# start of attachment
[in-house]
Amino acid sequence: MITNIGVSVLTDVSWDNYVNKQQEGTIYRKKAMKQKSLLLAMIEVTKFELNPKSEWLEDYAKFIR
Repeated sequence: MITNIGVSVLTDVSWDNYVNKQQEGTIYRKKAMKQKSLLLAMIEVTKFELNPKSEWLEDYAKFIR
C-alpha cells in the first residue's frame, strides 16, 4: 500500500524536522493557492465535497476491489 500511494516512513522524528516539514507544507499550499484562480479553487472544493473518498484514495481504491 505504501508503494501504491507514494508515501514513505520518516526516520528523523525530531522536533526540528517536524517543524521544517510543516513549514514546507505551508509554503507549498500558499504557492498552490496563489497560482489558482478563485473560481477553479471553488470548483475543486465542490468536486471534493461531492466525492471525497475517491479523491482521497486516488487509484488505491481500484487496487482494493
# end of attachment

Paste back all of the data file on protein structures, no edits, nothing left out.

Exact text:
[in-house]
Amino acid sequence: MITNIGVSVLTDVSWDNYVNKQQEGTIYRKKAMKQKSLLLAMIEVTKFELNPKSEWLEDYAKFIR
Repeated sequence: MITNIGVSVLTDVSWDNYVNKQQEGTIYRKKAMKQKSLLLAMIEVTKFELNPKSEWLEDYAKFIR
C-alpha cells in the first residue's frame, strides 16, 4: 500500500524536522493557492465535497476491489 500511494516512513522524528516539514507544507499550499484562480479553487472544493473518498484514495481504491 505504501508503494501504491507514494508515501514513505520518516526516520528523523525530531522536533526540528517536524517543524521544517510543516513549514514546507505551508509554503507549498500558499504557492498552490496563489497560482489558482478563485473560481477553479471553488470548483475543486465542490468536486471534493461531492466525492471525497475517491479523491482521497486516488487509484488505491481500484487496487482494493